WH, Dept of Education Revise Language on Students Outlining How they Can “Help the President”

By Natalie Gewargis

Sep 2, 2009 4:57pm

From Jake Tapper and Sunlen Miller

In an acknowledgment that the Department of Education provided lesson plans written somewhat inartfully, surrounding the President Obama’s speech to students next Tuesday, the White House today announced that it had rewritten one of the sections in question.

President Obama will talk to students from Pre K thru 12th grade about personal responsibility and the importance of staying in school, White House aides said.

As one of the preparatory materials for teachers provided by the Department of Education, students had been asked to, "Write letters to themselves about what they can do to help the president. “

Today, after Republicans accused the White House of trying to indoctrinate school children with liberal propaganda the White House and the Department of Education changed the section to now read, "Write letters to themselves about how they can achieve their short‐term and long‐term education goals.”

“We changed it to clarify the language so the intent is clear,” said White House Spokesman Tommy Vietor.

The idea, Vietor said, was that students should think of how they could help the President in terms of reducing the national dropout rate.

Yesterday, the Florida Republican Party sent out a press release portraying the address as more of a policy speech rather than a specific educational address to children. The White House says that’s not true and there is no evidence that the President intend to discuss any policies.

"As the father of four children, I am absolutely appalled that taxpayer dollars are being used to spread President Obama's socialist ideology,” Jim Greer, Chairman of the Republican Party of Florida said, “The idea that school children across our nation will be forced to watch the President justify his plans for government-run health care, banks, and automobile companies, increasing taxes on those who create jobs, and racking up more debt than any other President, is not only infuriating, but goes against beliefs of the majority of Americans, while bypassing American parents through an invasive abuse of power.”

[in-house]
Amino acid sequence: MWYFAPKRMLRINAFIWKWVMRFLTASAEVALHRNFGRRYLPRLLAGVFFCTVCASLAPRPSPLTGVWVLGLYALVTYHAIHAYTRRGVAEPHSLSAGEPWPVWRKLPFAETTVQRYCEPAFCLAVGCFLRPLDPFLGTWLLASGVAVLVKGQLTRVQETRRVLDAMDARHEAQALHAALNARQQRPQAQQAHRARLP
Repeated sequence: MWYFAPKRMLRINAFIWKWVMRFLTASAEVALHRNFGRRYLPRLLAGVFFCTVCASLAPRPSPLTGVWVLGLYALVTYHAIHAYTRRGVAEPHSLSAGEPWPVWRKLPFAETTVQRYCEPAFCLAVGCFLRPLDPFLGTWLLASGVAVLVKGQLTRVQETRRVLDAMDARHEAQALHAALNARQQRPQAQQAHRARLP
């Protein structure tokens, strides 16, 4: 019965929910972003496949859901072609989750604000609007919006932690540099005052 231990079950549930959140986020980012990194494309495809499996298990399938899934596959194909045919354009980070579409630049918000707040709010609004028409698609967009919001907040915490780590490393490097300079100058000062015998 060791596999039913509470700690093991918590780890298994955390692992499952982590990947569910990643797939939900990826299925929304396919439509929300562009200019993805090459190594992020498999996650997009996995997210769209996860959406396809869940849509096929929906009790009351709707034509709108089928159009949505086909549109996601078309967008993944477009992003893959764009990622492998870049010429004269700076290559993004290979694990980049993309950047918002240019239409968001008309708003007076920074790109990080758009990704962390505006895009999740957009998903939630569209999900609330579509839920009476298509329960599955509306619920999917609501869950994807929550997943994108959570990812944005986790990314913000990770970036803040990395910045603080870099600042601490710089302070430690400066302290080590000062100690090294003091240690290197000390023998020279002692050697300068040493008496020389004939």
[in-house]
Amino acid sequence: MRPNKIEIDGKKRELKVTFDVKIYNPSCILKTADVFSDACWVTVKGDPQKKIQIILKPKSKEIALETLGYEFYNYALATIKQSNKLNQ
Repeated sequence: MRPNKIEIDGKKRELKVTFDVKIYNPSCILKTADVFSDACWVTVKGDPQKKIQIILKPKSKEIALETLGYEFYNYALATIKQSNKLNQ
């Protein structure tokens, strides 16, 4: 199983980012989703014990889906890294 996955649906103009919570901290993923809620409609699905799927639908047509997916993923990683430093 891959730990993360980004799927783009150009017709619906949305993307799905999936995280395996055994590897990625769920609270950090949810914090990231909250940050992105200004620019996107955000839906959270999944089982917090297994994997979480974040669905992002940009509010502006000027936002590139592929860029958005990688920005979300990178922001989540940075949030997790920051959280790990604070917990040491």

The Department of Education though did not “force” – as Greer claims – schools to do anything. Schools districts across the country have the option to choose if they show the President’s address to their students.

Greer goes on to say said that the President has turned to America’s children to “spread his liberal lies” by “indoctrinating American’s youngest children before they have a chance to decide for themselves."

Again there is no evidence to support that charge. 

Some conservatives radio hosts are going father: calling on parents to have their children stay home from school on Tuesday.

The White House says the intention of the speech – and the lesson plans – have been misunderstood.

Other passages that remain in the preparatory lesson plans for teachers– one written for Pres K – 6th grade, and a separate one for 7th grade – 12th  – grade instruct students to set goals for themselves based on what the President’s speech will instruct them to do.

Students should discuss, the lesson plan writes, “What do you think the President wants us to do? Does the speech make you want to do anything? Are we able to do what President Obama is asking of us? What would you like to tell the President?”

And another section within the preparatory materials instructs students to discuss, “Is President Obama inspiring you to do anything? Is he challenging you to do anything?”

White House aide said this has to do with meeting the goals the President will lay out about personal responsibility for students.

"The goal of the speech and the lesson plans is to challenge students to work hard in school, to not drop out and to meet short-term goals like behaving in class, doing their homework and goals that parents and teachers alike can agree are noble,” a White House spokesman tells ABC News, “This isn’t a policy speech. This is a speech designed to encourage kids to stay in school.”

Education Secretary Arne Duncan penned a preview of the President’s message in a letter sent to school principles last week.

“The President will challenge students to work hard, set educational goals, and take responsibility for their learning,” Duncan wrote, “He will also call for a shared responsibility and commitment on the part of students, parents and educators to ensure that every child in every school receives the best education possible so they can compete in the global economy for good jobs and live rewarding and productive lives as American citizens.”

Mr. Obama will deliver his speech from Wakefield High School in Arlington, Virginia – yet his remarks will be broadcast live on the White House website and C-SPAN, which all schools were encouraged to show in their classrooms. 

“This is the first time an American president has spoken directly to the nation's school children about persisting and succeeding in school,” Duncan continued in his letter to school principals, “We encourage you to use this historic moment to help your students get focused and begin the school year strong. I encourage you, your teachers, and students to join me in watching the President deliver this address.”

- Jake Tapper and Sunlen Miller

*This post has been updated.

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